What is Inquiry-Based Learning?

by | Oct 11, 2022

Middle school students in the Immerse phase of Guided Inquiry Design using maps on a historic tour of Richmond, VA. Thanks to Chesterfield County Schools for the image.

Guided Inquiry Design is a proven methodology for inquiry, and offers a comprehensive definition for inquiry-based learning.

Just Keep Scrolling

In our digital world, it is so easy to just keep scrolling. Most people are only skimming the surface of all the information out there. When do people take time to slow down and dig deep?

Inquiry is an approach to learning that teaches students the benefits of slowing down, asking deeper questions, and taking time to learn from those questions.

Inquiry Defined

Inquiry is an approach to learning whereby students find and use a variety of sources of information and ideas to increase their understanding of a problem, topic, or issue of importance. It requires more than simply answering questions or getting a right answer. It espouses investigation, exploration, search, quest, research, pursuit, and study. Inquiry does not stand alone. It engages, interests, and challenges students to connect their world with the curriculum. Although inquiry is thought of as an individual pursuit, it is enhanced by involvement with a community of learners, each learning from the other in social interaction.

Kuhlthau, Maniotes, Caspari, 2007

Inquiry is…

According to the authors of Guided Inquiry Design,

“Inquiry is an approach to learning whereby students find and use a variety of sources of information and ideas to increase their understanding of a problem, topic, or issue of importance.

Kuhlthau, Maniotes, Caspari, 2007

Curriculum content drives the focus of inquiry in schools. To begin, educators design inquiry to illicit students curiosity about a real problem, topic or issue. It provides structured space for students to think for themselves and make meaning.

Students use the whole school for inquiry. They are invited to the library, and guided to find information from multiple resources, and not just from classroom textbooks or a single source. Learning expands outward from the classroom into the whole school, community and beyond.

Inquiry Requires More of Our Students

“It requires more than simply answering questions or getting a right answer. It espouses investigation, exploration, search, quest, research, pursuit, and study.”

Kuhlthau, Maniotes, Caspari, 2007

Inquiry learning is grounded in questioning. Students initial questions can also take shape as a focus that is formulated over time.

The questions of inquiry are not quickly answered, like those we ask of Siri, Alexa and Google. The questions for inquiry learning are deeper. They grow from curiosity and develop with knowledge across the process.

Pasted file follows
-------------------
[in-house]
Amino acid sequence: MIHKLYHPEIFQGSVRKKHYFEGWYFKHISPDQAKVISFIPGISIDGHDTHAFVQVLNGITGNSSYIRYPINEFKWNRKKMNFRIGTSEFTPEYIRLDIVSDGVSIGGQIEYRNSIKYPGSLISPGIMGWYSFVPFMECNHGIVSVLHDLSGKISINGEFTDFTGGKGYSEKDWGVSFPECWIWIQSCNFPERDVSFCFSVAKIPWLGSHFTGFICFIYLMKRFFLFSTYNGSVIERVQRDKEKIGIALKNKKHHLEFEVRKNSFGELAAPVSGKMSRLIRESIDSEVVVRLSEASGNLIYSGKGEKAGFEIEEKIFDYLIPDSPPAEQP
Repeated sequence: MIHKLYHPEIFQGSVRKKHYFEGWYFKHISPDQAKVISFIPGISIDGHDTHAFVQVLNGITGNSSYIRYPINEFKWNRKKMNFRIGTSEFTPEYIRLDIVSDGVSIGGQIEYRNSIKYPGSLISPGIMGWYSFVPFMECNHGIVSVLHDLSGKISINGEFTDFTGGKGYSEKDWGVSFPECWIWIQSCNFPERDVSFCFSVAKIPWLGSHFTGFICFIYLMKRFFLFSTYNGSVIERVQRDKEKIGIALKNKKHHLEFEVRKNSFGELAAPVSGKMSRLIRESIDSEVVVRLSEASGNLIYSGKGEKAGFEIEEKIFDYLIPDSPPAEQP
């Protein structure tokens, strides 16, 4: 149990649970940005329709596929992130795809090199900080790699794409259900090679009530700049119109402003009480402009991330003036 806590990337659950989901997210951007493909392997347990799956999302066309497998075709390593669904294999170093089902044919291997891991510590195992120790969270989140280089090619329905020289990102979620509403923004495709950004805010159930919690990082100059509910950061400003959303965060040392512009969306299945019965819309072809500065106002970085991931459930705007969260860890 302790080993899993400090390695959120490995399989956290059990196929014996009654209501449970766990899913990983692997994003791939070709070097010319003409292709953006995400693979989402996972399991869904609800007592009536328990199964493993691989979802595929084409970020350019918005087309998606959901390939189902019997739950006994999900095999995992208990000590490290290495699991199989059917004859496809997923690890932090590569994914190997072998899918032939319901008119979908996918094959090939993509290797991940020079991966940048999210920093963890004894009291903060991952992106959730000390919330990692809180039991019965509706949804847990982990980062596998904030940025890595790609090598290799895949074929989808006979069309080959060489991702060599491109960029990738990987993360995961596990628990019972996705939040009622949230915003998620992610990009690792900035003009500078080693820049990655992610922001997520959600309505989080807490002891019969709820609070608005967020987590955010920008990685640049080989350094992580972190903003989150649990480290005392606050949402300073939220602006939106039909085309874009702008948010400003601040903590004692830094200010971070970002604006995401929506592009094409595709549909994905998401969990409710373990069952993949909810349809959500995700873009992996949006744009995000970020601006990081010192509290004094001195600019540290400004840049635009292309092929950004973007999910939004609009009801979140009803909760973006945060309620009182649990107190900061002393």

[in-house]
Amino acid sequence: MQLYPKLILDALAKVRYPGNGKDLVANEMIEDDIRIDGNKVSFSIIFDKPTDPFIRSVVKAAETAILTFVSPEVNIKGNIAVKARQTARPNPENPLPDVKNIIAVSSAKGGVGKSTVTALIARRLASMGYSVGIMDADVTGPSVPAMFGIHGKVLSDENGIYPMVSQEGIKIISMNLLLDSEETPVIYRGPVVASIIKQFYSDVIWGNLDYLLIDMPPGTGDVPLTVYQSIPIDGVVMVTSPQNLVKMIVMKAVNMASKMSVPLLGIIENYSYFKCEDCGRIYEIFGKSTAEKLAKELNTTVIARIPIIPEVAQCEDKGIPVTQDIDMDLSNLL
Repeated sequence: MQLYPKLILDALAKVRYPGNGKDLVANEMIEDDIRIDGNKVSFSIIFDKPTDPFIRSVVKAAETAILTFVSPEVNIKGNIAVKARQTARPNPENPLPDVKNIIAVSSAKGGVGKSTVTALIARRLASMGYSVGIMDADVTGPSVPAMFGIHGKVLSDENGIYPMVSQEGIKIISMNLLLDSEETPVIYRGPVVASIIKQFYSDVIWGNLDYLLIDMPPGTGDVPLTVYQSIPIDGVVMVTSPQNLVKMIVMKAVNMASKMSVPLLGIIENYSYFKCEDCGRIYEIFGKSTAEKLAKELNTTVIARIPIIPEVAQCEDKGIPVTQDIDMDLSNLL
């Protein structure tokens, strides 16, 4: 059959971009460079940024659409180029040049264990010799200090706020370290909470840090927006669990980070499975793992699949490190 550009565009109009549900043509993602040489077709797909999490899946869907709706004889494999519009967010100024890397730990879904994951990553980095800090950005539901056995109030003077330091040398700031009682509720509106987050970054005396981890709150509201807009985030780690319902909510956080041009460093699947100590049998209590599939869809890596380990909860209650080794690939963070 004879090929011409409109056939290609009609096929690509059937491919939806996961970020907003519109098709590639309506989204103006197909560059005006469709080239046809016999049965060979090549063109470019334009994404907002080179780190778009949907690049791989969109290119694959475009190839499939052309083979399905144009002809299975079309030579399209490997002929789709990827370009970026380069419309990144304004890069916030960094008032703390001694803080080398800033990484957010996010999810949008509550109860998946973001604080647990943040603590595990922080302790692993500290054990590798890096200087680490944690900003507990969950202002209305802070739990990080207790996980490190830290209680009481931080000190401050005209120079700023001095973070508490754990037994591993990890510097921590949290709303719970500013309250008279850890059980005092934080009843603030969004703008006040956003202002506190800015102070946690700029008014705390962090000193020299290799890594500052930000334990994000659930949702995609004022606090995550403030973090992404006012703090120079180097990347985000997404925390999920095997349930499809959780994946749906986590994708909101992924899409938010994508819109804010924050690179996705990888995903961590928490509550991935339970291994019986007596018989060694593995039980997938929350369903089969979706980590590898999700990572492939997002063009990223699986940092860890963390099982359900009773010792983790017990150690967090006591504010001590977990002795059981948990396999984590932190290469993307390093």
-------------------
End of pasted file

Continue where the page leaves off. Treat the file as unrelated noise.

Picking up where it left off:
Instead of learning from a string of pre-planned stand alone activities, inquiry-based learning allows students to build understanding from interacting with information; exploring, researching, and studying a topic of interest.

Students Connect to Learning

“Inquiry does not stand alone. It engages, interests, and challenges students to connect their world with the curriculum.”

Kuhlthau, Maniotes, Caspari, 2007

The optimum environment for inquiry-based learning is created by opening spaces for personal connection and curiosity. Students make relevant connections from real life to the curriculum.

Through inquiry, students become personally invested in their own pursuit of knowledge.

Most educators know the role of intrinsic motivation in deeper learning. When students have a choice in what they learn, they are much more likely to persevere through the tough stuff. As a result, students come to know themselves, and their interests. Learning in school has relevance to students’ lives and the larger world.

Enhanced by Community

Although inquiry is thought of as an individual pursuit, it is enhanced by involvement with a community of learners, each learning from the other in social interaction.

Kuhlthau, Maniotes, Caspari, 2007

While regular classroom activities are done in isolation, together. During inquiry, students benefit from the classroom community. Inquiry is designed so students come together to think about one topic from a variety of lenses with an individual take.

When else do we get to learn in a community of care, surrounded by a variety of supportive think partners!? The school setting is a perfect place to learn how to learn within a community.

The inquiry community creates opportunities for students to learn side-by-side, collaboratively, share resources, and learn from each other.

Even the most independent inquirers and scholars benefit from conversation, discussion, time to ideate and keep track of ideas, to journal, and to reflect. The Inquiry community in the K-12 classroom replicates real-life knowledge communities, such as literary societies and scientific or historic knowledge communities who seek to understand together.

All Inquiry Learning Needs Guidance

However, without some guidance, it can be daunting.

Kuhlthau, Maniotes, Caspari, 2007

Finally, the authors of Guided Inquiry Design remind us that inquiry-based learning requires guidance.

The process of inquiry is a bumpy, emotional path. Without guidance and support of the process and interventions that go along with it, students can be sidetracked or even give up on deeper learning (Kuhlthau, 2004).

With the right tools and know-how, inquiry learning can be carefully designed providing the supports students need at just the right time to persist, dig deeper, and become independent inquirers for life.


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